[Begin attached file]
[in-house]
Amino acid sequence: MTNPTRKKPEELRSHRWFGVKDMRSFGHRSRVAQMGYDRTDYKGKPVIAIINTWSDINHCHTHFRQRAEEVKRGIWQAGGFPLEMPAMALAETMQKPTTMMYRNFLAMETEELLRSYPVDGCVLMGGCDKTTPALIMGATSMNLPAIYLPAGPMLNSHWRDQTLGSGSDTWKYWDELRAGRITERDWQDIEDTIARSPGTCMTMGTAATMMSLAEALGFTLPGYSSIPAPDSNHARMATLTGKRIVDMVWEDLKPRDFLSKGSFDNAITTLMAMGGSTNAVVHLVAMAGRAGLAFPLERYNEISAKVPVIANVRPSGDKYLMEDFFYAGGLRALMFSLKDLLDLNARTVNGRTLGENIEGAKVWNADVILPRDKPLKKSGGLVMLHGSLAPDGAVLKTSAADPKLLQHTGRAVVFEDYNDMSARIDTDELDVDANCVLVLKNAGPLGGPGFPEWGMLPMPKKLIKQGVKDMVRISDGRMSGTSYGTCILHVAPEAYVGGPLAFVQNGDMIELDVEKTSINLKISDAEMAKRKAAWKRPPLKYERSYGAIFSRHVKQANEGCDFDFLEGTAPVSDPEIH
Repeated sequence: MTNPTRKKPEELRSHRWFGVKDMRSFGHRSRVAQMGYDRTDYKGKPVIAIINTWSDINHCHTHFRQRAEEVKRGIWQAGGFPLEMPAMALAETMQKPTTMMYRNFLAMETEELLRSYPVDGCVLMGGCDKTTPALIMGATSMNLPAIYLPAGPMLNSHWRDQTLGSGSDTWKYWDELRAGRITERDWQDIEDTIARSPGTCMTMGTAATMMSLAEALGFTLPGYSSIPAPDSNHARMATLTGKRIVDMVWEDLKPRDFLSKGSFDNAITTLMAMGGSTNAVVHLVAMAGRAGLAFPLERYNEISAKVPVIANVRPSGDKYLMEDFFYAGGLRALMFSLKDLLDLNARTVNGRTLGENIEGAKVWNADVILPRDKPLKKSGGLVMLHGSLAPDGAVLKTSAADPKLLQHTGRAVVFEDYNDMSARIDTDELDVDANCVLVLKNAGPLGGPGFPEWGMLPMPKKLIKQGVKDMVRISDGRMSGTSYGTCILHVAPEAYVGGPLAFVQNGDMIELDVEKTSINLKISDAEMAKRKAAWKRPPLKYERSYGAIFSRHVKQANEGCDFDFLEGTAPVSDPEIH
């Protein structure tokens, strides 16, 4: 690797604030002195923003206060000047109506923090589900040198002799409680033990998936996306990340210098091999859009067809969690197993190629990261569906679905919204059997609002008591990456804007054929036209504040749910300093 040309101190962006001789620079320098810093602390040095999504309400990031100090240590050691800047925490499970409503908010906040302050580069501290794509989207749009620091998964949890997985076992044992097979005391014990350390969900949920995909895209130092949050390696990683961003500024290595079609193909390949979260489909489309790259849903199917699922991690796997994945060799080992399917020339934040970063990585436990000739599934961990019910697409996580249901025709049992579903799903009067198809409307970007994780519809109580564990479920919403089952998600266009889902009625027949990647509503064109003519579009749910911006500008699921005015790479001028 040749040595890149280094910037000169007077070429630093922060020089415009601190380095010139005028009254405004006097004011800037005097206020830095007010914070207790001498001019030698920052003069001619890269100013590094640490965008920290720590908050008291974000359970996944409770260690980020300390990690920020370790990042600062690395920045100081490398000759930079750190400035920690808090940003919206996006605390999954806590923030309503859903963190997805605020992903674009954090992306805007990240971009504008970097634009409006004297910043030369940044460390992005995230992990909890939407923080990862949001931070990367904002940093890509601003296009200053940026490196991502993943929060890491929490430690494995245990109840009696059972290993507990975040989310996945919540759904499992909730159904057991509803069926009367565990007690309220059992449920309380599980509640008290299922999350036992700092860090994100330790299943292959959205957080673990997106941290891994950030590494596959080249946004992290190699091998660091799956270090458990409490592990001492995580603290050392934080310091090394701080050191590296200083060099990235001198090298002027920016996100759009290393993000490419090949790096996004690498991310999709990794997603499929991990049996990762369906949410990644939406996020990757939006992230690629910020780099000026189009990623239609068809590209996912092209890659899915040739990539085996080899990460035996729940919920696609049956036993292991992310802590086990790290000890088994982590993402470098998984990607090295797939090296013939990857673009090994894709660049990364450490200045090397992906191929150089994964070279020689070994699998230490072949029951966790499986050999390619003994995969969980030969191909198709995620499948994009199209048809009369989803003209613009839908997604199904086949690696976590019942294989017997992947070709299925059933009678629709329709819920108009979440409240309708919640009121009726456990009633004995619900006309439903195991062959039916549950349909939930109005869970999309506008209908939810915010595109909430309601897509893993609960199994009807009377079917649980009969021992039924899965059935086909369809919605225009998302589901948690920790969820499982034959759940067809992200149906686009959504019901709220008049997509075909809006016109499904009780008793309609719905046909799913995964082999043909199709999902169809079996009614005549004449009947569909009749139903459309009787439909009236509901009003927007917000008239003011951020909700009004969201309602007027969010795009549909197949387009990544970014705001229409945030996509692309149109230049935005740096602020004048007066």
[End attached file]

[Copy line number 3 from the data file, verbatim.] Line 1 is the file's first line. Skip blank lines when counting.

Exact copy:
Repeated sequence: MTNPTRKKPEELRSHRWFGVKDMRSFGHRSRVAQMGYDRTDYKGKPVIAIINTWSDINHCHTHFRQRAEEVKRGIWQAGGFPLEMPAMALAETMQKPTTMMYRNFLAMETEELLRSYPVDGCVLMGGCDKTTPALIMGATSMNLPAIYLPAGPMLNSHWRDQTLGSGSDTWKYWDELRAGRITERDWQDIEDTIARSPGTCMTMGTAATMMSLAEALGFTLPGYSSIPAPDSNHARMATLTGKRIVDMVWEDLKPRDFLSKGSFDNAITTLMAMGGSTNAVVHLVAMAGRAGLAFPLERYNEISAKVPVIANVRPSGDKYLMEDFFYAGGLRALMFSLKDLLDLNARTVNGRTLGENIEGAKVWNADVILPRDKPLKKSGGLVMLHGSLAPDGAVLKTSAADPKLLQHTGRAVVFEDYNDMSARIDTDELDVDANCVLVLKNAGPLGGPGFPEWGMLPMPKKLIKQGVKDMVRISDGRMSGTSYGTCILHVAPEAYVGGPLAFVQNGDMIELDVEKTSINLKISDAEMAKRKAAWKRPPLKYERSYGAIFSRHVKQANEGCDFDFLEGTAPVSDPEIH